This tradition of maintaining the ship of Theseus in perfect condition went on for decades, down the generations.  The family also continued to keep meticulous records of all their work on the ship.  Finally, a day came when the head of the family, whose named may have been Shmeseus, was going over the records concerning the ship.  His jaw dropped and he gasped for breath.  Shaken, he immediately called an emergency meeting of the entire family.

When all had gathered around the huge table, Shmeseus said, “I have some extraordinary news.  I’ve just reviewed our records concerning our great ancestor Theseus’ ship.  I’ve discovered that, as of yesterday, every single part of the original ship has been replaced.  Having made so many necessary repairs, we now have a ship that contains not one original plank or rope or sail or bolt.”  He stared aghast around the table.

The less philosophically minded of the Theseus family said, more or less, “And?  So what?  Where are the refreshments?  We were told there’d be refreshments.”

“Don’t you understand?” cried Shmeseus.  “If the entire physical ship has been replaced, is it still the ship of Theseus?  How is that possible, if Theseus himself never touched a single part of our  current ship?  What are we to do?”

The less philosophically minded of the Theseus family now ordered out for a cup of hemlock, which they forced Shmeseus to drink, and that was the end of Shmeseus.  However, a very young family member named Plutarch wrote down the story, which is how we know it today.

So what does this have to do with recommitment?  Okay, hold the hemlock and I’ll explain.

Perhaps a church is like the Ship of Theseus.  It starts as a glorious achievement that everyone admires and takes care of.  But part of “taking care of” is replacing parts as they wear out.  Sooner or later, the church may have a whole new set of physical parts – certainly the people who comprise it will be different.  So imagine that, at some point, the church has nothing left of its “original stuff.”  Is it still the “same church”?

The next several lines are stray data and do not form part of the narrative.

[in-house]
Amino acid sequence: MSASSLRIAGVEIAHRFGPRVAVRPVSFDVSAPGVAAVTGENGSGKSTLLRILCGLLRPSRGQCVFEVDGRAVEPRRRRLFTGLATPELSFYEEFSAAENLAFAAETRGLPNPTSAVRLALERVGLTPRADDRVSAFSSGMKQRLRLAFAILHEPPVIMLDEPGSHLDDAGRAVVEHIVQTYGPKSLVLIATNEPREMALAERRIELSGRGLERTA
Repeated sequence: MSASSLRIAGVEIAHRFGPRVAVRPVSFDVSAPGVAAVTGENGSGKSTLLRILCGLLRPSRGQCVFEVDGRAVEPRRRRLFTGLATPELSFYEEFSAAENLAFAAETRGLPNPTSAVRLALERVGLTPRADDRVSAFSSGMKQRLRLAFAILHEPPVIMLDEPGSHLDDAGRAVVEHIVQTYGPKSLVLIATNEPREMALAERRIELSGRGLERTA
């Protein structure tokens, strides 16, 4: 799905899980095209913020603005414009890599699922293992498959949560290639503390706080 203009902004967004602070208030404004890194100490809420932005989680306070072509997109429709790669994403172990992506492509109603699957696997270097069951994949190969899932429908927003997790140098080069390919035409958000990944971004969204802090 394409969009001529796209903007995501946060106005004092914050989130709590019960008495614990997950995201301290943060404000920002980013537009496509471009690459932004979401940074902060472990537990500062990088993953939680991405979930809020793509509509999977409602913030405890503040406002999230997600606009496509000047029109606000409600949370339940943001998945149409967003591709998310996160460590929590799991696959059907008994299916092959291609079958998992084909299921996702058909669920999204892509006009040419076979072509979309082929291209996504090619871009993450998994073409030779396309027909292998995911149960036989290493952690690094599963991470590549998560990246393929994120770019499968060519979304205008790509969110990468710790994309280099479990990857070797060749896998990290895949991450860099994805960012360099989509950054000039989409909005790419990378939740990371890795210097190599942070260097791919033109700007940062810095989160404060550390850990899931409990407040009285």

When I recommit to Seekers, am I recommitting to the “same church” Gordon Cosby inspired, decades ago?  Let’s say that we’ve preserved Seekers in very good order, which I think we have.  And let’s also say, just for the sake of the story, that all the material parts of the original Seekers – people, mission groups, liturgies, the church building – will eventually be replaced.  How then can it still be “Seekers Church”?  What’s left if the physical stuff is all different?

I’m actually going to leave you with that question, and just suggest that the answer may be “the spiritual stuff.”  After all, the Ship of Theseus was still perfectly recognizable, and could still sail beautifully, even after its complete physical metamorphosis.  In fact, only an annoying philosopher would even raise the question of whether it was still the Ship of Theseus. 

Maybe, when we think about recommitment, we should ask ourselves, What is the spirit of Seekers that we want to recommit to, even if a lot, maybe most, of the old planks and sails have been replaced?

Jacqie:  And as we dialogue about the future of Seekers, let us remember the values described in today’s scripture readings.  Let us be grateful for what has come before, listen to one another and accept any changes that are needed, and let go of ego as we plan for the future.  And let’s not poison the Shmeseuses among us.  We can listen to them non-defensively and thank them for their input,